Responding to Republican members of Congress concerned about conservative news networks being stifled, DirecTV said its decision about whether to continue to carry Newsmax is driven by “economics, not ideology.”
DirecTV could stop carrying Newsmax as early as 11:59 p.m. on Tuesday.
In a letter from company general counsel Michael Hartman to Rep. Wesley Hunt of Texas and about 40 other House members, a copy of which was obtained by Broadcasting+Cable, DirecTV said “we want to continue our carriage of Newsmax at the same terms as at present.”
Hartman said that AT&T-majority-owned DirecTV has been negotiating with Newsmax for months. “Faced with an expiration of our current agreement, [we] initiated a short-term extension to allow the parties to come to an agreement.”
According to DirecTV, Newsmax has gotten broad distribution in exchange for not charging a distribution fee. DirecTV also has given the local commercial breaks, usually sold by the distributor, back to Nexmax to sell.
At the same time, DirecTV has agreed that Newsmax can be distributed online and on streaming platforms for free. That arrangement enables Newsmax to reach both the 60% of households that have pay-TV and the 40% that don’t.
Newsmax is now seeking fees for its programming and offering to stop providing Newsmax online for free. Under that scenario, 55 million U.S. households would no longer be able to access Newsmax in its current form unless they acquire a pay-TV subscription, DirecTV said. “Under this change in model, who’s doing the de-platforming? Certainly not DirecTV.”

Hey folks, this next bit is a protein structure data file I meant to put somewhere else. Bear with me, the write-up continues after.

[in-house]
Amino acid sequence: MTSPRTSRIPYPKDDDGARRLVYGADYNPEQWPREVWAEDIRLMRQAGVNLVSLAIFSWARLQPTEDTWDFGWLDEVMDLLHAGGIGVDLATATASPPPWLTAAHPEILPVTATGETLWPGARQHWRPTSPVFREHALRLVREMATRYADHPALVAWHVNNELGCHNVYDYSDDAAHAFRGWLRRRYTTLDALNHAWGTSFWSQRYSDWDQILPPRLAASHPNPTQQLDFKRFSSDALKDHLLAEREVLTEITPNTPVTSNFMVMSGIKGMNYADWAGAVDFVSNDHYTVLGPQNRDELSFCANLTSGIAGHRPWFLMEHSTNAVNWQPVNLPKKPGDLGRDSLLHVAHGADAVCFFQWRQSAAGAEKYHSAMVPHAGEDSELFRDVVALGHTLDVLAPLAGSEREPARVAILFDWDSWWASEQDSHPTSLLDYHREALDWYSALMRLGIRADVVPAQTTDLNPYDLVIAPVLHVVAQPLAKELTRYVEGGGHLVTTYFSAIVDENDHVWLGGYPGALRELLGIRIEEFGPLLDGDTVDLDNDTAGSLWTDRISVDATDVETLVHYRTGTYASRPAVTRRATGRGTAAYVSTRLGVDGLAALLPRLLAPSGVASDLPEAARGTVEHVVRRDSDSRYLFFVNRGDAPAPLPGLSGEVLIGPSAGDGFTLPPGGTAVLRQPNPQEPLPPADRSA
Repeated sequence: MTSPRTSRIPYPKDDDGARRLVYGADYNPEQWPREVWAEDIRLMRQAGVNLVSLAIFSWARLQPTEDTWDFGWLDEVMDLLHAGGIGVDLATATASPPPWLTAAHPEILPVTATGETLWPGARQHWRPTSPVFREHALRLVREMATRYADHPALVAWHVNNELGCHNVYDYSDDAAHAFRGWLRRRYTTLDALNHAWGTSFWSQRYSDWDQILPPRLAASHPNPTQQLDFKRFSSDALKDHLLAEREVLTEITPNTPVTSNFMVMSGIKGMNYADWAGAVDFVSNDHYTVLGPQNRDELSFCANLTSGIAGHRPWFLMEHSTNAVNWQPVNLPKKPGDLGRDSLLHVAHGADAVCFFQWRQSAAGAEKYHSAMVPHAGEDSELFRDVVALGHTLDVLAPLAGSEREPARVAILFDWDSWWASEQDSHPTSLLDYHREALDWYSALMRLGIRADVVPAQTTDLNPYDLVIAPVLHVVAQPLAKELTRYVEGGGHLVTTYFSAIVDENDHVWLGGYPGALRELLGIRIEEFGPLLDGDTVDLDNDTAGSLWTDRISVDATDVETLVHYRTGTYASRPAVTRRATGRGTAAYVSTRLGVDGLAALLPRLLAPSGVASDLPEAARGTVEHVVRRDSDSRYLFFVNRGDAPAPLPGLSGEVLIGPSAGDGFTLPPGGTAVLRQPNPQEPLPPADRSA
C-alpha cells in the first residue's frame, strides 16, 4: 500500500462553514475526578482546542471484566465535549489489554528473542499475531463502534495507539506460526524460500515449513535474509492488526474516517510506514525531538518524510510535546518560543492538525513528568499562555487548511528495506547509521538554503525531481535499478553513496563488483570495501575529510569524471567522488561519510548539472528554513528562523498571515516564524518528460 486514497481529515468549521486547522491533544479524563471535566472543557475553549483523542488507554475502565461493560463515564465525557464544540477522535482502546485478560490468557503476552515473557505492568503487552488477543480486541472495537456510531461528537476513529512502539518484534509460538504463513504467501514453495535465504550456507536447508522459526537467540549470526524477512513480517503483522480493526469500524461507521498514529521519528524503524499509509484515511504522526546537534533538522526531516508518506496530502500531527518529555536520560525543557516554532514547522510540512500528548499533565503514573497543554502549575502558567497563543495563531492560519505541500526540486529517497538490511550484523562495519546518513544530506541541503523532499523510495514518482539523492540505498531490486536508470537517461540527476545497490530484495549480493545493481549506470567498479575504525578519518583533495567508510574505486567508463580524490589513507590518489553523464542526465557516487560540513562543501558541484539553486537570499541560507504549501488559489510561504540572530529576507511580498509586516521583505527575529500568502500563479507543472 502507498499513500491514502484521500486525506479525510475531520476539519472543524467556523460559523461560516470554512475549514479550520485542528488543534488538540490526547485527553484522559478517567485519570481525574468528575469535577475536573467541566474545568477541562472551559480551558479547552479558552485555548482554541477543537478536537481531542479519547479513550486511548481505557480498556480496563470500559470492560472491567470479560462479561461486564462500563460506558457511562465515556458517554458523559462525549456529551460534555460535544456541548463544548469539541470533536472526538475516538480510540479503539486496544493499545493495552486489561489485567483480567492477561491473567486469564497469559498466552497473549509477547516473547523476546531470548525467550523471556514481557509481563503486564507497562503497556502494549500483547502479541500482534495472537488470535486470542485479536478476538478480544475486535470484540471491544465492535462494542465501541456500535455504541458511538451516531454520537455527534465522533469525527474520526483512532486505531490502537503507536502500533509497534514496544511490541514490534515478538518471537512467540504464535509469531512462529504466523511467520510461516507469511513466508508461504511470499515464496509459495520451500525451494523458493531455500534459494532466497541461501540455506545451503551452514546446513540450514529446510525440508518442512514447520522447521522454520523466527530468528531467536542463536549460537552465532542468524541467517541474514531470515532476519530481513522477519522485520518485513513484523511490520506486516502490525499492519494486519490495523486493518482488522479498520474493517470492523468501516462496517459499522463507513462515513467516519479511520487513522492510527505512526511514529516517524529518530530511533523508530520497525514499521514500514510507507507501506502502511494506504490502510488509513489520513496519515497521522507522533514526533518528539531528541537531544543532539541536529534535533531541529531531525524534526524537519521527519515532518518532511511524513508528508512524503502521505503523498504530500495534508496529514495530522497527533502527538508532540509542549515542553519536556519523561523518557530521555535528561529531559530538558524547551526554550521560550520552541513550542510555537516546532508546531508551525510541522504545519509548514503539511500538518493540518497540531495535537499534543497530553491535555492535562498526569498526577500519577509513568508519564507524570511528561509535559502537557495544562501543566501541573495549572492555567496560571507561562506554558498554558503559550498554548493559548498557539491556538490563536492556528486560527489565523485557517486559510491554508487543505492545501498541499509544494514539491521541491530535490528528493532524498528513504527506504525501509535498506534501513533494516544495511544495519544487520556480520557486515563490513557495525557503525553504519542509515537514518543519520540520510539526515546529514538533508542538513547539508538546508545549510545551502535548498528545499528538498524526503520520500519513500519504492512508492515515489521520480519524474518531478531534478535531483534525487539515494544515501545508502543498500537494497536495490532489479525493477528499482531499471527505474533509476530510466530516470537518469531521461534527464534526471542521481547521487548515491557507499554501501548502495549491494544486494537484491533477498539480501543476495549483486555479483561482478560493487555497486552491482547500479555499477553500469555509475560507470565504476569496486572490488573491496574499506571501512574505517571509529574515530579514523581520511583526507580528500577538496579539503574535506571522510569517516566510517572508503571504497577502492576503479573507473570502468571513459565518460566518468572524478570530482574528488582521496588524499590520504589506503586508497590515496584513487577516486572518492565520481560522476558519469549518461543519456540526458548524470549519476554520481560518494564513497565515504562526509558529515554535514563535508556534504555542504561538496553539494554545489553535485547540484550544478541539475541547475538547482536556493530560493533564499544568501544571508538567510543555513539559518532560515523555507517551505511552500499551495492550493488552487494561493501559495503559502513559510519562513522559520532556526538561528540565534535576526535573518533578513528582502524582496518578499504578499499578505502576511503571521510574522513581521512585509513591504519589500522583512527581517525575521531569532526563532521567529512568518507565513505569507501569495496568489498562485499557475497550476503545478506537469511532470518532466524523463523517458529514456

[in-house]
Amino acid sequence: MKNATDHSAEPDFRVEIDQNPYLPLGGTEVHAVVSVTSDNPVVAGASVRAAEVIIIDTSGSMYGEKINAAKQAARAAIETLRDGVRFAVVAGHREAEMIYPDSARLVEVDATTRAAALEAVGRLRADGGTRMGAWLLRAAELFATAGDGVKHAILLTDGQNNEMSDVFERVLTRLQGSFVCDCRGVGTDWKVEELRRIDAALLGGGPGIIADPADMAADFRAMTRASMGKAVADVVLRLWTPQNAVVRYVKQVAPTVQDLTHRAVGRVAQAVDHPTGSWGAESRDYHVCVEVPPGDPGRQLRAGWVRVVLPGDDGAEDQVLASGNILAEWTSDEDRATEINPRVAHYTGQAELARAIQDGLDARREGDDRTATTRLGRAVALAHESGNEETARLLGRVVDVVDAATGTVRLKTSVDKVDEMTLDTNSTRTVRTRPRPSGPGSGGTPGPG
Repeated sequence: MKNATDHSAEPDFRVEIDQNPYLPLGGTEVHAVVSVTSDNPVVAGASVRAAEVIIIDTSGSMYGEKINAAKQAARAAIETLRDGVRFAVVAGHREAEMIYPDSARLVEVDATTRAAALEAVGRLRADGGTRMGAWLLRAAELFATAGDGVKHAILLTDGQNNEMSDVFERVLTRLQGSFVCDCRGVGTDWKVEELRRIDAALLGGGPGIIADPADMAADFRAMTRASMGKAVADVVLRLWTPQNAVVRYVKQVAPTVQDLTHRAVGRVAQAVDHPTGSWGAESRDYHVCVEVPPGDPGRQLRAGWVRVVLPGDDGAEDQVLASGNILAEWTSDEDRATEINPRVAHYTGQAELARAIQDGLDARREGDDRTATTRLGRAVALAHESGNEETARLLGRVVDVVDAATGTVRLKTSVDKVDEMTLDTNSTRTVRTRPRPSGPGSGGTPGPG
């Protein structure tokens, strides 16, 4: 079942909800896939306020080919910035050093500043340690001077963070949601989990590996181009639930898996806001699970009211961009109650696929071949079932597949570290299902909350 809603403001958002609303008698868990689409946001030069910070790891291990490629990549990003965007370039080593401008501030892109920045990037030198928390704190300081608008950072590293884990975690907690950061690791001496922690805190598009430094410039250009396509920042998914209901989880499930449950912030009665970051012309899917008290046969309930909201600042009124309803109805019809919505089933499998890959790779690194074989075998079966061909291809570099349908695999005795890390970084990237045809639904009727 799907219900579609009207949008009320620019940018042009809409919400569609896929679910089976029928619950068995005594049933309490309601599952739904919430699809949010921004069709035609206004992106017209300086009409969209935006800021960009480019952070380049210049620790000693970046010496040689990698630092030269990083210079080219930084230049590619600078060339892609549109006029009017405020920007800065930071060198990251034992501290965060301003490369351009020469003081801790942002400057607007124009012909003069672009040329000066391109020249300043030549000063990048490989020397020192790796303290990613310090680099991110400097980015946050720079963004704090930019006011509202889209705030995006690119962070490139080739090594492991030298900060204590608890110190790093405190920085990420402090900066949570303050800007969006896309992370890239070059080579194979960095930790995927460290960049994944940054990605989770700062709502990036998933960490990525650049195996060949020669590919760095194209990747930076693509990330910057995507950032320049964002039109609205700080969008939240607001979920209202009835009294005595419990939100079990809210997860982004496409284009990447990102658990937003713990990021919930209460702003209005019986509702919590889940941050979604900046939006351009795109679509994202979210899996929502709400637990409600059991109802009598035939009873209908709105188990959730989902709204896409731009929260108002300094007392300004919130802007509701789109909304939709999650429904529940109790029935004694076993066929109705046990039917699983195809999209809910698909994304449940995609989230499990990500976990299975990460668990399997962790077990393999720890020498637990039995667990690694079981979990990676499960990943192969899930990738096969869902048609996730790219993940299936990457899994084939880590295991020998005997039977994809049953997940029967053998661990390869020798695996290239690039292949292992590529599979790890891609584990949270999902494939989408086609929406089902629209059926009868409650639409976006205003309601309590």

After dropping Herring Networks-owned One America News last year, Hartman told the members of Congress that “in no way is DirecTV working to limit conservative viewpoints.”
He noted that the pay-TV business is shrinking, under pressure from tech companies that have moved into the content distribution business.
“We remain hopeful that we will reach an agreement with Newsmax that will allow us to continue to carry their programming while keeping our service affordable. We appreciate your concern for our customers. And we would be happy to meet to provide additional information if it would be helpful to do so,” Hartman said. ■
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Jon has been business editor of Broadcasting+Cable since 2010. He focuses on revenue-generating activities, including advertising and distribution, as well as executive intrigue and merger and acquisition activity. Just about any story is fair game, if a dollar sign can make its way into the article. Before B+C, Jon covered the industry for TVWeek, Cable World, Electronic Media, Advertising Age and The New York Post. A native New Yorker, Jon is hiding in plain sight in the suburbs of Chicago.
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